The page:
Davis Cleveland (Shake it Up) has had even worse problems, with someone actually hacking into his social media accounts and taking them over, and worse, effecting his bank accounts and other personal property. And since, supposedly, you can be anonymous online, they can't be caught.  Or so they think.  Most people don't take into consideration that the trail we leave online is traced, logged, and stored in massive databases in case the police need to use it as evidence.  Even if someone uses a VPN server, it's still possible, with a lot of work, to track through the real IP address of the person involved.  In fact, in today's world, I doubt that the people involved in hacking Davis' accounts failed to recognize that fact.  I think they wanted to be noticed.  To say, "This is what I've done!! Look at me!" even while they are led off to jail. The problem is, they will get noticed, but for the very opposite from what they  wanted.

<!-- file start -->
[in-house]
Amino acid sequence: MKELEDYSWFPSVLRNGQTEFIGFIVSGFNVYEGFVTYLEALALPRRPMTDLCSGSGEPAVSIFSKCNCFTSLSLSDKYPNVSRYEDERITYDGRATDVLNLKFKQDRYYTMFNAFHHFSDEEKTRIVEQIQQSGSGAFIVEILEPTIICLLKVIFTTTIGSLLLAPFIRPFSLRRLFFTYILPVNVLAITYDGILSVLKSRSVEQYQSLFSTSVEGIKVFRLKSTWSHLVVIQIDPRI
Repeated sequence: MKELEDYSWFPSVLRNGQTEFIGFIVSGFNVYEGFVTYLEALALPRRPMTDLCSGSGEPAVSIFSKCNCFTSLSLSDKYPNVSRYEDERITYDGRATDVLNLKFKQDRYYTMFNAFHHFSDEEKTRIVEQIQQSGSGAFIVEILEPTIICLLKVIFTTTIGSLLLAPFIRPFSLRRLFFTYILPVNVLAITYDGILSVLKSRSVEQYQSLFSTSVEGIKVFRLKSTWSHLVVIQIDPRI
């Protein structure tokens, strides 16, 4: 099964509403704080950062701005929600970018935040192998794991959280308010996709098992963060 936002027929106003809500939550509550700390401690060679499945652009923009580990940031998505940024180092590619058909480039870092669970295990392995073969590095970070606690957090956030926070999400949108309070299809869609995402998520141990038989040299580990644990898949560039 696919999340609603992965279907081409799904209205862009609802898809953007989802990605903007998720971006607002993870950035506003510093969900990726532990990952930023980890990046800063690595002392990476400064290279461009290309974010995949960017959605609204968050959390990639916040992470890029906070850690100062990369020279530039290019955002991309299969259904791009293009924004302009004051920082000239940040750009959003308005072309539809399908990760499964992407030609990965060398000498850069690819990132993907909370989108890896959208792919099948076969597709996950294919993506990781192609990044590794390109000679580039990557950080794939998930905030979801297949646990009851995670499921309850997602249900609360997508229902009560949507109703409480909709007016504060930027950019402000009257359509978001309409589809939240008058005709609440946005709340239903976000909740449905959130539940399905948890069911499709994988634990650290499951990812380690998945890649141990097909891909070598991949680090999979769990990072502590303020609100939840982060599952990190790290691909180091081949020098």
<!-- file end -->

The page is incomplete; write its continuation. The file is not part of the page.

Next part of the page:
At the end of every Disney show, after the shenanigans and the mischievousness, friends make up, parents and children hug, even after the grounding, and everything's okay.  To look at it through a Christian's eyes, it's about forgiveness.  It's about hoping that these people, who are so full of desperation and negativity, will be noticed by people who love them, not who hate them.  We all need to be loved by someone, by family, friends, our Lord.  And we are, but never seem to realize that.  It would be interesting to see who the person behind Davis' hacking was, why they did it, and what their lives are really like. I think we would see that it's not hate from the world they want, but love from the few people around them.